Haym is a black cat with a snarky personality that his owner, Sari Carp, of Edinburg, said makes him a great social media influencer.
Named for Revolutionary War financier Haym Saloman, Haym the cat is honoring his namesake by helping finance local efforts to save the planet.
“Official spokescat” for local nonprofit Sustainability Matters, Haym encourages donations to the effort and sparks interest in visitors to the organization’s website, Twitter feed and video posts.
“It started really as a joke,” said Carp, who adopted the former stray about five years ago.
She said that after Facebook algorithms made it more difficult for businesses to advertise through the site, a Sustainability Matters volunteer suggested the organization use the cat in its posts.
“This cat is a very personable cat,” Carp said.
She recalled posting photos of Haym “helping” prepare for events, drawing in more viewers who enjoyed seeing what the cat was up to.
“His posts get a lot of comments,” she said.
People get excited to see him, and at events that Carp hosts, 7-year-old Haym comes and greets people.
“Oh, that’s the spokescat. Can I come and take a selfie with him?” she recalled people saying.
Though cats have a reputation for being aloof, Haym enjoys the attention, she said.
His ego seems larger after someone “comes and recognizes him,” said Carp.
Having a spokescat brings a “fun, lighthearted vibe” to the organization’s events, which Carp said aim to bring fun conversation to conservation efforts.
“The spokescat is part of that,” she said. “And he’s just cute. This animal was born to be a spokescat.”
Besides demonstrating ways people can enjoy the environment, Haym also helps disprove a sad myth that black cats are unfit as pets.
Historically, black cats have been feared as bringers of bad luck or representations of the dark arts.
The website psychologytoday.com says that black cats take an average of six days longer to adopt out than other cats, making them more likely to contract an infection in shelters and also be euthanized.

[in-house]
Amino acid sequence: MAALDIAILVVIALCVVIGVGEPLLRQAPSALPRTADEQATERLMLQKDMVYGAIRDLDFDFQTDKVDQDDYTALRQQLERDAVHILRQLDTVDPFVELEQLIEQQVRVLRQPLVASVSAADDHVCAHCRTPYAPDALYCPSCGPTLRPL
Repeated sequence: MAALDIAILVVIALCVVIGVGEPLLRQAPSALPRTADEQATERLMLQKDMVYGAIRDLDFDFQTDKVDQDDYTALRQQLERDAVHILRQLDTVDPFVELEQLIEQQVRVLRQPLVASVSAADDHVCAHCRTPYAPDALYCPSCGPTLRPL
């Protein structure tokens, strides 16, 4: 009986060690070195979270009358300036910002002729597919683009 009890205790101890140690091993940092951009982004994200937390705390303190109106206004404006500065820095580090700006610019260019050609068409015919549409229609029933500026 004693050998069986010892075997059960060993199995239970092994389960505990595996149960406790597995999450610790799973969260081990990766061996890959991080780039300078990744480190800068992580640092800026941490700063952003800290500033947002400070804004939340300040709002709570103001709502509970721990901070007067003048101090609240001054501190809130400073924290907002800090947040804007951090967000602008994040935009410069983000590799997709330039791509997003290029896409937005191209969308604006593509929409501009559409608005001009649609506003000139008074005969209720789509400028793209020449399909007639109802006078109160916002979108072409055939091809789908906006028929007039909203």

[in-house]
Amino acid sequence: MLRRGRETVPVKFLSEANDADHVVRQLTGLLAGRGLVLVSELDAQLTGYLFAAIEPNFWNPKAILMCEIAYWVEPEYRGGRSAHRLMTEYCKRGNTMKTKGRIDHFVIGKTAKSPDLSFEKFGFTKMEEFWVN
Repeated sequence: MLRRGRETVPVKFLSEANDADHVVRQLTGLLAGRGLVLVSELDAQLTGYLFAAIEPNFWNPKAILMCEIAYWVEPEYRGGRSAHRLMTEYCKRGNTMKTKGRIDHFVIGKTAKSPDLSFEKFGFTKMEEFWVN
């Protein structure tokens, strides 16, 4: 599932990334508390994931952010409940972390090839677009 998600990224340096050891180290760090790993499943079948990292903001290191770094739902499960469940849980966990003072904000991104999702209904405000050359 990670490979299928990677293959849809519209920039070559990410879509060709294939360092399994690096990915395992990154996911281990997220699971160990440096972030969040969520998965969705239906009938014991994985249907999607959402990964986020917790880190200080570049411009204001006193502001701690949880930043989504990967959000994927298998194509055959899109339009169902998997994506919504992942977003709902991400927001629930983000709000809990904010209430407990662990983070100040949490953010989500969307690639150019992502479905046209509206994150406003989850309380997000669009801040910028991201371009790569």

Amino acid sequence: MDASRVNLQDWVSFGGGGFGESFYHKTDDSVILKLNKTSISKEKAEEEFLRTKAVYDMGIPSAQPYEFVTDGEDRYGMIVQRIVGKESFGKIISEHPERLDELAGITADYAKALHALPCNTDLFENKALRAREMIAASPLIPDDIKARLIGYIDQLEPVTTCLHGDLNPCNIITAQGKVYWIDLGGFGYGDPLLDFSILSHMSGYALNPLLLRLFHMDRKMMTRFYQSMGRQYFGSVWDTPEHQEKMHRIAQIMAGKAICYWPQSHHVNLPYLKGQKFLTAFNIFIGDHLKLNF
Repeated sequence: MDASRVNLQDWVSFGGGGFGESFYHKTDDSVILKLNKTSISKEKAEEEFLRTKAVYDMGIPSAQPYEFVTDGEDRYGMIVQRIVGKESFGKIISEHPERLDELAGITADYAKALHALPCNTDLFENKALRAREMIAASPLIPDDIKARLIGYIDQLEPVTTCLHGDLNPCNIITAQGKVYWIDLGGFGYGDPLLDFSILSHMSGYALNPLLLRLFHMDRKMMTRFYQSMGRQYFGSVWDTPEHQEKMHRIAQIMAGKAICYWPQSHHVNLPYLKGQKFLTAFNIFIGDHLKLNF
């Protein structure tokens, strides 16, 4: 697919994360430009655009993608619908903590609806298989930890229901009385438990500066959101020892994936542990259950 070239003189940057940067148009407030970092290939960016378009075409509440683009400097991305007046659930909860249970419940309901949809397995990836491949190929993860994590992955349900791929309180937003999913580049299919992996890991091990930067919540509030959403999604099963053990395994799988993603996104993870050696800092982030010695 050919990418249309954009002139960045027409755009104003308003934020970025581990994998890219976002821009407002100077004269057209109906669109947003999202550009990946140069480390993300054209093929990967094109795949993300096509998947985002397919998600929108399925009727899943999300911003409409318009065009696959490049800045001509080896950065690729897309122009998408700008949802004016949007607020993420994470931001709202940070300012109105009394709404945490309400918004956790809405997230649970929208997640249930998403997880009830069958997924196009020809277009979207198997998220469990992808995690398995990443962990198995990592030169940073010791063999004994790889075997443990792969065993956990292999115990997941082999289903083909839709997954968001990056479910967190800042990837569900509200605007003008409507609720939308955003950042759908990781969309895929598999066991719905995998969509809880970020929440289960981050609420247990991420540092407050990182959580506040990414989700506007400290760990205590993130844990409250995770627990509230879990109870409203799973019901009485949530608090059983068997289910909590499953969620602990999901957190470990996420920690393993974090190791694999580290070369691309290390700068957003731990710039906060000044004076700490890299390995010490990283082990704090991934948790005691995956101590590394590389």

One reason, it says, is that black cats are more difficult to photograph.
Carp said this can be a big deal in a society so invested in social media.
“People feel that black cats are not as Instagrammable,” she said, though Haym disproves that.
“He has the most expressive eyes,” she said. “He’s actually extremely opinionated. It’s not hard to get opinionated pictures about him either. He has a very expressive tail as well.”
Black dogs are also less adoptable, according to the website projecthopehumanesociety.org.
“This is known as the Black Dog Syndrome (BDS) in many shelters,” the site says.
Another syndrome it references from the website thebark.com is the Big Black Dog syndrome, referring to “the less adoptability of big, black dogs compared to smaller and other colored dogs.”
Carp said that she and Haym spend time each year educating the public about black cats, particularly on National Black Cat Day (Oct. 27), which the website nationaltoday.com says was formed because “[b]lack cats need a little positive PR as their reputation as an omen of bad luck is well-known (and unearned, frankly).”
Salomon, too, was demonized in history books, Carp said.
A Polish-born businessman from Philadelphia, he was imprisoned by the British for being a spy and later released and pardoned after serving the British as an interpreter to Hessian soldiers.
“The British thought he was spying for the French, which he was,” Carp said.
Though Salomon doesn’t often appear in American history books, Carp said he received a letter from George Washington thanking him for his help in funding the revolution.
He was “discriminated against” and “underappreciated,” Carp said.
She said she was inspired to choose a patriotic name for her cat after finding him five years ago on July 1, so close to Independence Day.
He had an “amazing personality,” she said.
Furthermore, he knows where the camera is.
“He poses and holds still.”
Follow Haym the cat on Twitter @spokescat.